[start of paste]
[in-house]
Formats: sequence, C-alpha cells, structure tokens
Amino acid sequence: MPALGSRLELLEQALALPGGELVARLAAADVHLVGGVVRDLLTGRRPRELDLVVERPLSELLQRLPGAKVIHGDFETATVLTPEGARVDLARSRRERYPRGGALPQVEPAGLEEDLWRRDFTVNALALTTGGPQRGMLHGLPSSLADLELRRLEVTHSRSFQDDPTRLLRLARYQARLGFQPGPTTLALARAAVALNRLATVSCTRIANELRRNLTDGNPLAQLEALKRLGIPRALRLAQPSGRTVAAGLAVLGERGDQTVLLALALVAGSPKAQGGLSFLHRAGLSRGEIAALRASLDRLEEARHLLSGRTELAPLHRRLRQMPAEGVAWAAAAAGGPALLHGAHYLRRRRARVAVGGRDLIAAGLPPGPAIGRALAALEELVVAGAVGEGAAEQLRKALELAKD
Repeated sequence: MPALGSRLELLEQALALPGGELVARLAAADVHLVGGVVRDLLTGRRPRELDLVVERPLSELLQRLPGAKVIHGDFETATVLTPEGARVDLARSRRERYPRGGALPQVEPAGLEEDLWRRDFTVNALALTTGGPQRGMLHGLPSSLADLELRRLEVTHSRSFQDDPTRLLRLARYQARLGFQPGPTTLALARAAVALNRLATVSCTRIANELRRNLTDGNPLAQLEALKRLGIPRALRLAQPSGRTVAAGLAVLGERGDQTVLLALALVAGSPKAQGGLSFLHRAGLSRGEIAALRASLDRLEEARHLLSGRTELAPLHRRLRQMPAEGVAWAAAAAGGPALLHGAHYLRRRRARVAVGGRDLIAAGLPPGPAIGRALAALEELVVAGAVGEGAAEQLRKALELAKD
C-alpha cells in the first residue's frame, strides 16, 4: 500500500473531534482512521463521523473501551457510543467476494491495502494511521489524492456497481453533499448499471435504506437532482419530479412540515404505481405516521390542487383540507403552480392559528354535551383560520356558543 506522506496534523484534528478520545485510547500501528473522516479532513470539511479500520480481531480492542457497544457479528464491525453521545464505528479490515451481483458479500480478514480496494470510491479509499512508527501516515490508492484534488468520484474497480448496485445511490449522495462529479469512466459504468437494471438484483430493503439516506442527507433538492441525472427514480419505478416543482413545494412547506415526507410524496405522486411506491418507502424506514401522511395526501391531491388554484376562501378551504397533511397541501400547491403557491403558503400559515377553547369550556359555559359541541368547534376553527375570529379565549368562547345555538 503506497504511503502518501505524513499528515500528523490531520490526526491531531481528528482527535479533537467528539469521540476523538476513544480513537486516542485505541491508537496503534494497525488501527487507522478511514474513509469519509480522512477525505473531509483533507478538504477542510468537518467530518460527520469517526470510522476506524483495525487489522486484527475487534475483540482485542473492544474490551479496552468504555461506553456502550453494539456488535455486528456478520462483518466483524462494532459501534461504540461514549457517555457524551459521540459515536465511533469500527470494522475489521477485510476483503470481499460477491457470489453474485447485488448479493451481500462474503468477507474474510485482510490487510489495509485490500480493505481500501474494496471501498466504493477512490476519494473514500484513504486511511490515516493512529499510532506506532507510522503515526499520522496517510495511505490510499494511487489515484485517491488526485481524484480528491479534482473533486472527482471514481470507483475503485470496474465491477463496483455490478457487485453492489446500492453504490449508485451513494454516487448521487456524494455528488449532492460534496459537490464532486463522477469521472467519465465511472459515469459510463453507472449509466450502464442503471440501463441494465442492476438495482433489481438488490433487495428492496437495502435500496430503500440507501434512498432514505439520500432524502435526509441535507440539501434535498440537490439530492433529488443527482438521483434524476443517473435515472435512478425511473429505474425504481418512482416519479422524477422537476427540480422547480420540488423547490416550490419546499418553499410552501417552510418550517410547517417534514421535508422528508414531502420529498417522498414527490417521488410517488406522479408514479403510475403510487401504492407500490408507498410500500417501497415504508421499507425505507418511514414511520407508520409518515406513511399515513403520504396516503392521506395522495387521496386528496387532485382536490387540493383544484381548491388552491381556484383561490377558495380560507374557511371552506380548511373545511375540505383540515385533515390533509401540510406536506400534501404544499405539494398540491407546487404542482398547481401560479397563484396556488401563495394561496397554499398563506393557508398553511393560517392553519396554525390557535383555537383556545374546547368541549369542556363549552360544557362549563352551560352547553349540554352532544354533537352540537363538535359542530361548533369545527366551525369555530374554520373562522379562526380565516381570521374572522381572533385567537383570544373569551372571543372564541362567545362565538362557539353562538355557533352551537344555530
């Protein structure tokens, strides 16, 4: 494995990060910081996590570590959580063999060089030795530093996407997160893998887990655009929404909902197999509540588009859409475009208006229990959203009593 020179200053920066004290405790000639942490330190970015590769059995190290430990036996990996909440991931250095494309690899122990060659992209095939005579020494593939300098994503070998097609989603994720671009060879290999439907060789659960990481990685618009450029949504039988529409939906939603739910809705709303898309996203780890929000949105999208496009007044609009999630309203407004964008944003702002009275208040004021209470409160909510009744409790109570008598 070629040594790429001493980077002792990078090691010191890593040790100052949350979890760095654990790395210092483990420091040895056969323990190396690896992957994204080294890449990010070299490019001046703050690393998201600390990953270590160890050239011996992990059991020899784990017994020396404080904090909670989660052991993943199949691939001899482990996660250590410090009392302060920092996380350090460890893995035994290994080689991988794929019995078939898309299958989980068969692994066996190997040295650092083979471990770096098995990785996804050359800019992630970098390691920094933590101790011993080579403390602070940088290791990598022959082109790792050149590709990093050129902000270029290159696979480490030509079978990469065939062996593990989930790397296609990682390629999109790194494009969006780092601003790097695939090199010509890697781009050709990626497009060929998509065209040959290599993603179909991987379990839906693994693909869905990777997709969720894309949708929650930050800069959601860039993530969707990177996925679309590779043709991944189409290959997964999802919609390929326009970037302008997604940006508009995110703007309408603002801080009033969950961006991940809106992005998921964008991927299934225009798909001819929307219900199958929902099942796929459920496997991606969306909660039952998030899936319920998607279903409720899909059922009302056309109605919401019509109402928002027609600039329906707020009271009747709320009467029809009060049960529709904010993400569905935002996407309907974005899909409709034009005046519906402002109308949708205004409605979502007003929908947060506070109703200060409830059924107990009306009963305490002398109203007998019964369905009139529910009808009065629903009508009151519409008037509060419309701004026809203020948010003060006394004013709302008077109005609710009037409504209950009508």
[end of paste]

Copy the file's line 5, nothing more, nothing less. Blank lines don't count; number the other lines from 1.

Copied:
C-alpha cells in the first residue's frame, strides 16, 4: 500500500473531534482512521463521523473501551457510543467476494491495502494511521489524492456497481453533499448499471435504506437532482419530479412540515404505481405516521390542487383540507403552480392559528354535551383560520356558543 506522506496534523484534528478520545485510547500501528473522516479532513470539511479500520480481531480492542457497544457479528464491525453521545464505528479490515451481483458479500480478514480496494470510491479509499512508527501516515490508492484534488468520484474497480448496485445511490449522495462529479469512466459504468437494471438484483430493503439516506442527507433538492441525472427514480419505478416543482413545494412547506415526507410524496405522486411506491418507502424506514401522511395526501391531491388554484376562501378551504397533511397541501400547491403557491403558503400559515377553547369550556359555559359541541368547534376553527375570529379565549368562547345555538 503506497504511503502518501505524513499528515500528523490531520490526526491531531481528528482527535479533537467528539469521540476523538476513544480513537486516542485505541491508537496503534494497525488501527487507522478511514474513509469519509480522512477525505473531509483533507478538504477542510468537518467530518460527520469517526470510522476506524483495525487489522486484527475487534475483540482485542473492544474490551479496552468504555461506553456502550453494539456488535455486528456478520462483518466483524462494532459501534461504540461514549457517555457524551459521540459515536465511533469500527470494522475489521477485510476483503470481499460477491457470489453474485447485488448479493451481500462474503468477507474474510485482510490487510489495509485490500480493505481500501474494496471501498466504493477512490476519494473514500484513504486511511490515516493512529499510532506506532507510522503515526499520522496517510495511505490510499494511487489515484485517491488526485481524484480528491479534482473533486472527482471514481470507483475503485470496474465491477463496483455490478457487485453492489446500492453504490449508485451513494454516487448521487456524494455528488449532492460534496459537490464532486463522477469521472467519465465511472459515469459510463453507472449509466450502464442503471440501463441494465442492476438495482433489481438488490433487495428492496437495502435500496430503500440507501434512498432514505439520500432524502435526509441535507440539501434535498440537490439530492433529488443527482438521483434524476443517473435515472435512478425511473429505474425504481418512482416519479422524477422537476427540480422547480420540488423547490416550490419546499418553499410552501417552510418550517410547517417534514421535508422528508414531502420529498417522498414527490417521488410517488406522479408514479403510475403510487401504492407500490408507498410500500417501497415504508421499507425505507418511514414511520407508520409518515406513511399515513403520504396516503392521506395522495387521496386528496387532485382536490387540493383544484381548491388552491381556484383561490377558495380560507374557511371552506380548511373545511375540505383540515385533515390533509401540510406536506400534501404544499405539494398540491407546487404542482398547481401560479397563484396556488401563495394561496397554499398563506393557508398553511393560517392553519396554525390557535383555537383556545374546547368541549369542556363549552360544557362549563352551560352547553349540554352532544354533537352540537363538535359542530361548533369545527366551525369555530374554520373562522379562526380565516381570521374572522381572533385567537383570544373569551372571543372564541362567545362565538362557539353562538355557533352551537344555530